An example of a presently used type of current sensor is an acoustic Doppler current profiler (“ADCP” or “ADP”) device. Examples of such devices are the VM-ADP, manufactured by Nortek AS of Oslo, Norway, and the VM-ADCP, manufactured by RD Instruments of San Diego, Calif. These current sensors transmit and receive sound waves and calculate current velocity and direction based on the Doppler shift of the transmitted sound waves.

The current sensors themselves often provide all of the information necessary to compute the direction and velocity of currents to the satisfaction of the user. However, many users require more precise data and must rely on systems that incorporate data from external navigational devices such as gyrocompasses, GPS receivers and the like.

These external devices are used to calibrate the system so that current measurements can be independent of the ship's hull, velocity and the orientation of the transducer itself. Thus, calibration is a very important issue that controls not only the quality of the data being collected, but also the usability of the entire system. Accordingly, a calibration coefficient must be calculated to account for the components in the current measurement dataset that are caused by the orientation offset of the transducer, the ship's rotation, and the currents interfering with the ship's hull.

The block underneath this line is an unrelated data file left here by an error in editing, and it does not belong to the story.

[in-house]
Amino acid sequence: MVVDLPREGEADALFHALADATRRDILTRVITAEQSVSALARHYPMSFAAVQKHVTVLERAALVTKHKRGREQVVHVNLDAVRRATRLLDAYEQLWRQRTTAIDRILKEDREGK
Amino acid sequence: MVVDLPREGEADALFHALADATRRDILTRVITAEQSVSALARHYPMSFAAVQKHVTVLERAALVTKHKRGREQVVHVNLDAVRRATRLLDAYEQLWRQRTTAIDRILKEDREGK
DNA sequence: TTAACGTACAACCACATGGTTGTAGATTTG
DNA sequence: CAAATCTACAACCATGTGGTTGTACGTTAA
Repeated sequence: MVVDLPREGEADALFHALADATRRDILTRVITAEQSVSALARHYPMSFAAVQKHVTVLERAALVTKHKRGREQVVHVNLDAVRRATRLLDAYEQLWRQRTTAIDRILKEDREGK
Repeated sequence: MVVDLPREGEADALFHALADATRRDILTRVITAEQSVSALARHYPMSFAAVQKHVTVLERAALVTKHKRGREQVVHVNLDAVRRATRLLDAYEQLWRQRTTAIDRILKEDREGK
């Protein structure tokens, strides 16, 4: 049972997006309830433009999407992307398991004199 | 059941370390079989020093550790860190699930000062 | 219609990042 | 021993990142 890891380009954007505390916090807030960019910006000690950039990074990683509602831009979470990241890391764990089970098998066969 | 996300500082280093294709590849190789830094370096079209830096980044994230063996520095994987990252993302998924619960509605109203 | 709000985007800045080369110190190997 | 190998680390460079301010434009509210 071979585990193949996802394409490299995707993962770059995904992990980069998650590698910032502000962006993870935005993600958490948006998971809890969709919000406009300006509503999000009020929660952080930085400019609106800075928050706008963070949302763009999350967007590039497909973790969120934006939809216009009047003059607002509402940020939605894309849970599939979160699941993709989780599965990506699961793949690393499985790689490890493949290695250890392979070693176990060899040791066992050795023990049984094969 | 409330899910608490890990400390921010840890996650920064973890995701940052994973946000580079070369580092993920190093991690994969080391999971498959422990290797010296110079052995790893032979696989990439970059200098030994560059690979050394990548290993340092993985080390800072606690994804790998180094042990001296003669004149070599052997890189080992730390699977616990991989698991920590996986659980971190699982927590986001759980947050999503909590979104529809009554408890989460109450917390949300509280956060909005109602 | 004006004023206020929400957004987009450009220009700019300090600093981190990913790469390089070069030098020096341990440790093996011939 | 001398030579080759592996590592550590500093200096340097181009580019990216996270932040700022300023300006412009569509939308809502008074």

Generally currents are measured as vectors relative to the vessel's frame of reference. However, users generally need the current flow data relative to the fixed earth frame of reference. Thus, the collected data must be transformed to the reference frame of the earth. This transformation generally has three parts: the rotation of the measured current velocity to a direction relative to true north; a scale factor correction of the measured velocity; and the removal of the velocity of the vessel relative to the earth.

Well-known calibration algorithms and techniques are in general use today as evidenced by the following three articles published in the Journal of Atmospheric and Oceanic Technology (by the America Meteorological Society): Terrence M. Joyce, On In Situ “Calibration of Shipboard ADCPs (1989); Gwyn Gfiffiths, Using 3D GPS Heading for Improving Underway ADCP data (1994); and C. N. Flagg, et al, Operating an Acoustic Doppler Current Profiler aboard a Container Vessel (1998). The preceding three articles are hereby incorporated herein by reference.

The problem is that calibrating present current measuring systems require an enormous amount of effort and expert knowledge. For example, in the above referenced article by Flagg et al. it is stated that: “[T]he calibration of the ADCP's heading offset and velocity scaling is very time consuming, but fortunately only needed to be performed when the transducer was reinstalled during dry-docking and when the AGPS was installed.” In the preceding quotation, the AGPS is a presently used navigation system.